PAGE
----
I am not an expert on public policy, merely an informed observer, but I feel that as followers of Christ we must consider these "ordinances of reason for a better common good:"
1. Hand-held weapons of mass destruction must be banned.
I come from a long line of hunters who have all submitted to the laws regulating the size of gun magazines. You do not need 30 rounds of ammo to shoot a deer. Skeet shooting with semi-automatic weapons is not sport. One does not need armor-piercing bullets to hunt turkeys. We should listen to the majority of law enforcement on this issue. The sale and purchase of all other weapons should include background checks and licensing. Of course, people will get around this, and criminals will break whatever laws are passed—that's what they do. But just because people drive under the influence of alcohol does not mean we should legalize it. On the contrary, stricter laws and enforcement have changed behaviors, and for the sake of public safety there is a whole range of weapons that need to be taken off the market.
2. Voluntary boycotting violent entertainment and reassessment of First Amendment protection of the industry.
What if we just stopped buying violent video games for our kids and stopped watching movies and TV shows that glorify or desensitize us to violence? (You still have time to take them back before Christmas if they are hidden away in your closet). I know this is tricky, but I think most reasonable people know the difference between Saving Private Ryan and The Saw franchise. As for free-speech rights protecting a multi-billion dollar industry, it may take litigation to change the video game's equivalency of "crying fire in crowded theater."
3. More Christian community support for individuals and families facing issues around mental health.
First of all, I'd like to point out that the vast majority of problems in this country and in the world come at the hands of those whom society has deemed mentally healthy. Having said that, we need to do all we can to support those caring for family members diagnosed with some form of mental illness. Church communities need not only be sympathetic and informed; we also need to be places of welcome for those whose illness and the stigma associated with it often lead to isolation. This also may not be time to be cutting funding for community mental health agencies.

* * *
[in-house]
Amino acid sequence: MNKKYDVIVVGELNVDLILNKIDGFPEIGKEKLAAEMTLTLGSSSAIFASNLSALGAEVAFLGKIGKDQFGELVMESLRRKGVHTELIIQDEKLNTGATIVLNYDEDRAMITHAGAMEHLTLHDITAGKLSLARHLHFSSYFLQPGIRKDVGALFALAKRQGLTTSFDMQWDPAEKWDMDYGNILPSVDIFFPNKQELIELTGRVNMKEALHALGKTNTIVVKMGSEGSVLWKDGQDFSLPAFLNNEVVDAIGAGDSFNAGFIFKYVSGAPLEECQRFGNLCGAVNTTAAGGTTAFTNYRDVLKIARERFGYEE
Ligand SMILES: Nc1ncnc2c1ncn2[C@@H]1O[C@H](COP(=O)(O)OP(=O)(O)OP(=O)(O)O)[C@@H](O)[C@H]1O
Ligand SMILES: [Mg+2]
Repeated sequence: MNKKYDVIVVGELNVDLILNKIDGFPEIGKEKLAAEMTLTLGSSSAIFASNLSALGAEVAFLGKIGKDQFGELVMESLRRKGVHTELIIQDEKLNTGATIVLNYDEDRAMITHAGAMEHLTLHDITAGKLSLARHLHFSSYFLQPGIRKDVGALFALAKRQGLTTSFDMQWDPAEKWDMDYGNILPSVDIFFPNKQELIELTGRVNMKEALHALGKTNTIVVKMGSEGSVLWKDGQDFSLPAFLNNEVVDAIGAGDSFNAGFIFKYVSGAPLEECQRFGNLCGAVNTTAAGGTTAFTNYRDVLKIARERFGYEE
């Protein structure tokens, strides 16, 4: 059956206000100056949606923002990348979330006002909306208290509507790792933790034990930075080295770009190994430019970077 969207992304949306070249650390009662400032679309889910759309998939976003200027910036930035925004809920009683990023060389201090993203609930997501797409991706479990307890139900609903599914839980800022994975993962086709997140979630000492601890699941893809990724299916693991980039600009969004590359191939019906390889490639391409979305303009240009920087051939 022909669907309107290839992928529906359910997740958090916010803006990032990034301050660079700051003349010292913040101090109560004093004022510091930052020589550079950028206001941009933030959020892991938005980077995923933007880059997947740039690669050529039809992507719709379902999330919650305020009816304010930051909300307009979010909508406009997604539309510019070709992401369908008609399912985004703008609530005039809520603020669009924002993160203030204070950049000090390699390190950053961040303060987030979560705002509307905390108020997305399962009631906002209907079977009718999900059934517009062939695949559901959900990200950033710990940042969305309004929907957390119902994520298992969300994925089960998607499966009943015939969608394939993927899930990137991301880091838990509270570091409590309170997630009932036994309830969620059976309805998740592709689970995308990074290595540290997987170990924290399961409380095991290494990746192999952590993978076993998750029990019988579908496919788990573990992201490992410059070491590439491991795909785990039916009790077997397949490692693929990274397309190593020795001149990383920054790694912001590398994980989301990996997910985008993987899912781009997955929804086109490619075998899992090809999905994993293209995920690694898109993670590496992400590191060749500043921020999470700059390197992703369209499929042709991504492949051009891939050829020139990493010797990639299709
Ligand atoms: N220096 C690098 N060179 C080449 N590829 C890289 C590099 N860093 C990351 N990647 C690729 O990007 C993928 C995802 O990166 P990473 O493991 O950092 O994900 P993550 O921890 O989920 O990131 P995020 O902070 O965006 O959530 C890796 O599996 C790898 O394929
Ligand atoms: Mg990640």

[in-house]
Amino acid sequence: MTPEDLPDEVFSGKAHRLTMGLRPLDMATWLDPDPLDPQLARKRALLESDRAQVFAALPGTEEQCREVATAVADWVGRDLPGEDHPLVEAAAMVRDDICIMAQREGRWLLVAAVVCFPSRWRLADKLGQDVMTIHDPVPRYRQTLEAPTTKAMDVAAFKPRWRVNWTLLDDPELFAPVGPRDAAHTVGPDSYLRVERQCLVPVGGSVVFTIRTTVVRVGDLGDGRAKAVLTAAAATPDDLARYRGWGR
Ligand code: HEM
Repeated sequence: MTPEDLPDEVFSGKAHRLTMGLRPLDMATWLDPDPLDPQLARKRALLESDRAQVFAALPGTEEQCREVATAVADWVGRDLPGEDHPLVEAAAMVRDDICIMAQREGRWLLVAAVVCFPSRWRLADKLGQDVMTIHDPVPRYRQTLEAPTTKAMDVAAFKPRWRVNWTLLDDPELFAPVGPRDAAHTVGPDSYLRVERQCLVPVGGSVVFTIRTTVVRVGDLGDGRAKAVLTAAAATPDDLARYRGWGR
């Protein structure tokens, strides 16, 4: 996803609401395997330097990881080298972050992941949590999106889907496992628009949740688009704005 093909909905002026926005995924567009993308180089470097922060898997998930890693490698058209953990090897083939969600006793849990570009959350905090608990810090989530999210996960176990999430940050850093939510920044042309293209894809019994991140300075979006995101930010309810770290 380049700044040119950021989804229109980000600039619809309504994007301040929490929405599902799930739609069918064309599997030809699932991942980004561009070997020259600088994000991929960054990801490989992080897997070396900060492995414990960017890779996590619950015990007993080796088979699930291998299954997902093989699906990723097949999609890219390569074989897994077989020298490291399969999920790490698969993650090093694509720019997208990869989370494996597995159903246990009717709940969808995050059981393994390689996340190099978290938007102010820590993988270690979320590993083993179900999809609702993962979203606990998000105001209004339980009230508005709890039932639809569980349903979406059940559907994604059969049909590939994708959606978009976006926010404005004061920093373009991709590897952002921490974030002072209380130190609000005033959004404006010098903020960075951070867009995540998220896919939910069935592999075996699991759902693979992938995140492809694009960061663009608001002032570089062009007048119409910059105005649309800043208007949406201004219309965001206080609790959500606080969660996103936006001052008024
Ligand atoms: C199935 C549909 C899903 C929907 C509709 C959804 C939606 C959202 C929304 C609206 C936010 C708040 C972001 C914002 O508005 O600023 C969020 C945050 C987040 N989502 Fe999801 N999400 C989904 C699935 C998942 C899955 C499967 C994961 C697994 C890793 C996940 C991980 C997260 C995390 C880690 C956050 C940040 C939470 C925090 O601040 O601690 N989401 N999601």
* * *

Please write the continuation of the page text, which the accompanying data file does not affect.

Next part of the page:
Number 1 requires my voice and vote; number 2 requires a change of values; and number 3 requires a gospel vision of reaching out "to the least of these." There is no panacea, and I do not presume that my three suggestions would have saved anyone's life in Newtown. But it might have, and we must do all we can to try to prevent future such events. Jesus gave us the keys of the kingdom and told us to "tend my lambs." What if Christ showed up today and asked us to give an account … but he won't today. He is too busy attending memorial services both here and throughout the world, weeping once again for the innocent victims of violence.
Bill Borror is and an adjunct faculty member of Palmer Theological Seminary.